The purpose of the proposed research is to link a longstanding framework for understanding how recognition memory decisions are made to the forensically relevant question of how witnesses make a recognition memory decision when faced with a lineup. In the field of experimental psychology, our understanding of how recognition memory decisions are made has been effectively guided by signal-detection theory since Egan's (1958) seminal report was published more than 50 years ago. By contrast, in the applied literature, signal-detection-based efforts to understand decision-making on recognition memory tasks are virtually nonexistent. The wide chasm separating experimental and applied investigations of recognition memory is surprising because issues that may be informed by signal-detection theory (e.g., the relationship between confidence and accuracy) are of considerable interest in both fields. In the applied literature, it has been repeatedly noted that signal-detection theory could inform eyewitness memory but, to date, no signal-detection model of lineup-based recognition memory has been seriously pursued.
The goal of the proposed research is to produce a simple signal-detection framework that will be useful for helping to understand a variety of empirical phenomena that have been investigated in the applied literature, including the relationship between confidence and accuracy. Our strategy will be to test the viability of a signal-detection-based model of eyewitness memory using tasks that are in some ways similar to standard list-memory tasks (e.g., each subject studies a list of items) but that have been modified to be more forensically relevant (e.g., the stimuli will consist of faces, and the recognition tests will involve lineups). After testing and developing a simple signal-detection model using those relatively convenient laboratory procedures, we plan to then test the model using more forensically relevant methods that are commonly used in the applied literature (e.g., where each subject is drawn from a diverse population, views one simulated crime, and provides one recognition decision). The results should help scientists to better inform policymakers about how to improve police lineup procedures.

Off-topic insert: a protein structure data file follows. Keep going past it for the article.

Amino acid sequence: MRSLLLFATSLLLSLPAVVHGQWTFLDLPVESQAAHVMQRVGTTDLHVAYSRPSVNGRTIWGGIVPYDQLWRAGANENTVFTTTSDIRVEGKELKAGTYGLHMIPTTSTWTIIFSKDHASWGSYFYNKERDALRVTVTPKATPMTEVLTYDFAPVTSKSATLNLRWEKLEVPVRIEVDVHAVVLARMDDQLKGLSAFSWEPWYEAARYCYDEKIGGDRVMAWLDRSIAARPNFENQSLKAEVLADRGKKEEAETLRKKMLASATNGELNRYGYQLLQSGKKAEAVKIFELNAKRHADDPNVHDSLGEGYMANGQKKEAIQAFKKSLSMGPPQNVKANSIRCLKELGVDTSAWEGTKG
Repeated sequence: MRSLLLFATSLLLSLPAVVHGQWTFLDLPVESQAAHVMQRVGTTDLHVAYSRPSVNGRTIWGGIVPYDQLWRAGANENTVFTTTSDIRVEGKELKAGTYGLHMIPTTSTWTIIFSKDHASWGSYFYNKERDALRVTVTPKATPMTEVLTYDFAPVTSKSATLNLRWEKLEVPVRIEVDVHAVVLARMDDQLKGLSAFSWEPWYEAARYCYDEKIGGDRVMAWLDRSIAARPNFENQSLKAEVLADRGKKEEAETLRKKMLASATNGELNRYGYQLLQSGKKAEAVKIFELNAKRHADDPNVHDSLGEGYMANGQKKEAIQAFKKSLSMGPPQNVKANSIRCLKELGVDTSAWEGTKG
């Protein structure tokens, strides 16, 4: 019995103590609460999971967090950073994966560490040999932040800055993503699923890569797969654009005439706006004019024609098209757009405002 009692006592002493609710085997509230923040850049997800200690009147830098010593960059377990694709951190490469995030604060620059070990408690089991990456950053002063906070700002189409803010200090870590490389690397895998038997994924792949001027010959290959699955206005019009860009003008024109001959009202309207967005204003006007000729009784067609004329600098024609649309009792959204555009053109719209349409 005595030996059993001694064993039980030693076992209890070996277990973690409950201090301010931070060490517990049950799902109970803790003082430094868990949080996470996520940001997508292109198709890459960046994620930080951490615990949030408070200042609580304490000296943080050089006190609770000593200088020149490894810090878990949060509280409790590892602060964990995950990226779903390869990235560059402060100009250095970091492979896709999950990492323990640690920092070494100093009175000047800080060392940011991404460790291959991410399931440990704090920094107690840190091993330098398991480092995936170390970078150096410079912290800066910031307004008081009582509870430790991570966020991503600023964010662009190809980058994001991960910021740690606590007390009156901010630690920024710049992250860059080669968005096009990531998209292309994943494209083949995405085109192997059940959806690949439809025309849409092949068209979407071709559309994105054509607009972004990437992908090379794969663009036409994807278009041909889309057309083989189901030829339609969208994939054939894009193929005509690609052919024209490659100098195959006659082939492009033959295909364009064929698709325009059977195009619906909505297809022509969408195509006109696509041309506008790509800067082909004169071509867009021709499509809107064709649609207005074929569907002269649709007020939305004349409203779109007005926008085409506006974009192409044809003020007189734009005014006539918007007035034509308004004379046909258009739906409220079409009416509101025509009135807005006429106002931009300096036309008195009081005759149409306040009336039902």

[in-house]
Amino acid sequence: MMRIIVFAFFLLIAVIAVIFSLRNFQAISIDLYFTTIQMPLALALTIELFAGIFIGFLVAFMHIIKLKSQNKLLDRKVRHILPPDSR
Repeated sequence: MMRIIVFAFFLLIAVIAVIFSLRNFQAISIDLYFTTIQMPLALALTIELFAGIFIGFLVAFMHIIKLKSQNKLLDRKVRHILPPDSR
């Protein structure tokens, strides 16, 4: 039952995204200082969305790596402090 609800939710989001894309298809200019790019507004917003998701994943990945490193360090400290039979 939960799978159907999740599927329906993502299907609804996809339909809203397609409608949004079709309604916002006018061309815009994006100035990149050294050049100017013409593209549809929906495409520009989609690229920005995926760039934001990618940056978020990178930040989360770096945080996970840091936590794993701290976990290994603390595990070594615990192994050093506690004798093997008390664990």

The purpose of this grant was to develop a signal-detection-based model of eyewitness identification and to investigate the utility of a technique known as receiver operating characteristic (ROC) analysis. This method is widely used in the field of medicine for testing the diagnostic accuracy of different tests, but it had not been used in the field of eyewitness identification. As part of this research project, we investigated the diagnostic accuracy of simultaneous vs. sequential lineups. Recent experiments from our lab using ROC analysis have consistently favored the simultaneous lineup procedure (Mickes et al., 2012), a suprising result that was almost immediately independently replicated by several other labs. We developed a signal-detection based theory of why simultaneous lineups are diagnostically superior to sequential lineups. In terms of societally relevant outcomes, the broader impacts of our NSF-supported research consist of its potential to influence the assessment of eyewitness memory in real-world criminal investigations and in subsequent judicial proceedings. The work we have produced thus far offered the first detailed description of how to assess different lineup procedures using ROC analysis. A National Academy of Sciences report recently confirmed that ROC analysis is a significant improvement in the empirical assessment of eyewitness identification procedures. The societal impact of this work is far reaching. Up to 30% of law enforcement agencies that use photo arrays have already switched (perhaps prematurely) to using the diagnostically sequential procedure (Police Executive Research Forum, 2013). The switch was made because prior work used non-ROC analyses that mistanly suggested that sequential lineups were superior to simultaneous lineups.